Apple has removed 181 vaping-related apps from its mobile App Store globally, the company said on Friday.
“Recently, experts ranging from the CDC to the American Heart Association have attributed a variety of lung injuries and fatalities to e-cigarette and vaping products, going so far as to call the spread of these devices a public health crisis and a youth epidemic. We agree, and we’ve updated our App Store Review Guidelines to reflect that apps encouraging or facilitating the use of these products are not permitted,” the company said in a statement.
Apple said the apps are a mix of stores, social networks, news and games. They represent 0.00010% of the 1.8 million apps available through the mobile App Store, the company said.
The company said it had been moving in this direction for months. In June, Apple prohibited the promotion of vaping products in its app store and had not approved any new vaping-related apps since.
The apps now banned from the App Store will continue to work for customers who already have them downloaded on their devices, and they can be transferred to new devices.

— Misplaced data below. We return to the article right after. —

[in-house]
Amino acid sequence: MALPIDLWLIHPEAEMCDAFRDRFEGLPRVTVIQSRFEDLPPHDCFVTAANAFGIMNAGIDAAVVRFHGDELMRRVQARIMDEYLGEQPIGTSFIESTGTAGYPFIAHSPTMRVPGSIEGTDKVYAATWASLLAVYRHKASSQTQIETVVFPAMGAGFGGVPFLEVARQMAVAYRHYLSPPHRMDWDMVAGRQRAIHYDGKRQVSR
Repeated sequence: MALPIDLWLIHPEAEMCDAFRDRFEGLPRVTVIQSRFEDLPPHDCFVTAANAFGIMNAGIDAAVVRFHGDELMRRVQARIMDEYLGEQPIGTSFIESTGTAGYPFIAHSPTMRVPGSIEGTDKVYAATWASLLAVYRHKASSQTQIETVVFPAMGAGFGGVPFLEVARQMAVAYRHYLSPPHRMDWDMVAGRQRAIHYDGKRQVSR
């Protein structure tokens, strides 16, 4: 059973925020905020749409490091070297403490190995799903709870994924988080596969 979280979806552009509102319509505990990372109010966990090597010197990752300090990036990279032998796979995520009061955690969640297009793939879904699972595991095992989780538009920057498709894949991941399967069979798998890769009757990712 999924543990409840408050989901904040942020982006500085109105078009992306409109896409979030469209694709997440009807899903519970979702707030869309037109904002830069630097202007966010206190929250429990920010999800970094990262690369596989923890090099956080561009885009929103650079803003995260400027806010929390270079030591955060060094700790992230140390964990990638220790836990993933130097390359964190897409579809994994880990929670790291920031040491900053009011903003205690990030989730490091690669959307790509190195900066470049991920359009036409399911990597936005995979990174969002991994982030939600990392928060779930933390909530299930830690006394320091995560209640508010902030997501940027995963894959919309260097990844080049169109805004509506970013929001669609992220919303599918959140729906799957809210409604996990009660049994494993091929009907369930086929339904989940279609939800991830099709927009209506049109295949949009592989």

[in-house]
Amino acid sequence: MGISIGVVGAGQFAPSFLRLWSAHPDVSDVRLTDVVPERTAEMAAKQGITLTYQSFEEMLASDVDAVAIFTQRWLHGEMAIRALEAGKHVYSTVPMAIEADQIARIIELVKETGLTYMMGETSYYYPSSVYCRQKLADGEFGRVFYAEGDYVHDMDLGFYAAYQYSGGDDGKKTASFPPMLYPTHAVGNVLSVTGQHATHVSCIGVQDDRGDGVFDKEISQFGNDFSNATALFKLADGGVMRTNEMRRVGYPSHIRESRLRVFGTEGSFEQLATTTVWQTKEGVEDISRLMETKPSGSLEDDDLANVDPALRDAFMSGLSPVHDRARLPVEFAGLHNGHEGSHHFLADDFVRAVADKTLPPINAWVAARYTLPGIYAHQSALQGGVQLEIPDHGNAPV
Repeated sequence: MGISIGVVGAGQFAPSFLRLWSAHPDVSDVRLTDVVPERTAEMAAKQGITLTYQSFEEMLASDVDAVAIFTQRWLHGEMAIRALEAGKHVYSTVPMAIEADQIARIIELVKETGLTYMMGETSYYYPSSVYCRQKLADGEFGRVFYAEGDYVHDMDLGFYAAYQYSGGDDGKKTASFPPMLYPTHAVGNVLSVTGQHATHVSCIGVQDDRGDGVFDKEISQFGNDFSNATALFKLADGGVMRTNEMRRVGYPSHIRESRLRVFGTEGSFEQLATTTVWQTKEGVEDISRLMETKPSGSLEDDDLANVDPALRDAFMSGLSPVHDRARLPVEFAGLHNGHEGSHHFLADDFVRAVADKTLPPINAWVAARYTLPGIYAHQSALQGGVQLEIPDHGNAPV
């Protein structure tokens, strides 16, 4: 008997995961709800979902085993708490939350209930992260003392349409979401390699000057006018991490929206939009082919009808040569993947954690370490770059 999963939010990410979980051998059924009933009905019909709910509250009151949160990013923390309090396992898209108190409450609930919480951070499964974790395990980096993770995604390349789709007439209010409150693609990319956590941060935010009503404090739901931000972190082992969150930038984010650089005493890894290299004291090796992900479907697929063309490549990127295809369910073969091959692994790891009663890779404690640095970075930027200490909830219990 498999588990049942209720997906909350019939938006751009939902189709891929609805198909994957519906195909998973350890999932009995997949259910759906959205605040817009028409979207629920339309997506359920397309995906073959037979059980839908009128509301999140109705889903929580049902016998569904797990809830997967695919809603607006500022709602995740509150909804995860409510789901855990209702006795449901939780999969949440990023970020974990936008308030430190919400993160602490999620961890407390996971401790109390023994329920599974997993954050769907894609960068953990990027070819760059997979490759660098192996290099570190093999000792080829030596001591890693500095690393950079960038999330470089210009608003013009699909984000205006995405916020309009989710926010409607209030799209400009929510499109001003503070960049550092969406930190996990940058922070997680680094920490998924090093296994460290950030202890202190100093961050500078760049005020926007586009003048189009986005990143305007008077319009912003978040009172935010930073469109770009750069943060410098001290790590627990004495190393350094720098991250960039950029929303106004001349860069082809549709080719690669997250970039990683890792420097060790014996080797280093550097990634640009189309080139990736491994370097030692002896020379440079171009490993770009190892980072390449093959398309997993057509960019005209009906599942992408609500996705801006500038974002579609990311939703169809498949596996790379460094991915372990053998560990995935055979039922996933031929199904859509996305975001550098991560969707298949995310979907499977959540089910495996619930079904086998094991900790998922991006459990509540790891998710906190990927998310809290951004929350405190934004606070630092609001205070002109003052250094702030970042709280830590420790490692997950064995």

Apple’s move was applauded by groups such as the American Heart Association and the ghd Campaign for Tobacco-Free Kids.
“By taking e-cigarette related apps off the App Store, Apple will help reduce youth exposure to e-cigarette marketing and discourage youth use of these products. Apple is setting a welcome example of corporate responsibility in protecting our kids,” Matthew L. Myers, president of the Campaign for Tobacco-Free Kids, said in a statement.
Research published recently in the medical journal JAMA found that in 2019, 27.5% of high school students and 10.5% of middle school students currently use e-cigarettes. Based on that data from the National Youth Tobacco Survey, researchers estimated 4.1 million US high school students and 1.2 million middle school students currently use e-cigarettes, and 970,000 use them daily.
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Aside from the youth vaping epidemic, there were 2,172 cases of lung injury linked to vaping as of November 13, the US Centers for Disease Control and Prevention said on Thursday. The CDC also reports 42 confirmed deaths in 24 states and the District of Columbia.
The CDC says it has yet to identify the official cause or causes of the outbreak, but the investigation has increasingly focused on products containing THC. Last week, the agency reported its first “potential chemical of concern”: vitamin E acetate, an additive sometimes used in THC and other vaping products.
CNN’s Michael Nedelman contributed to this report.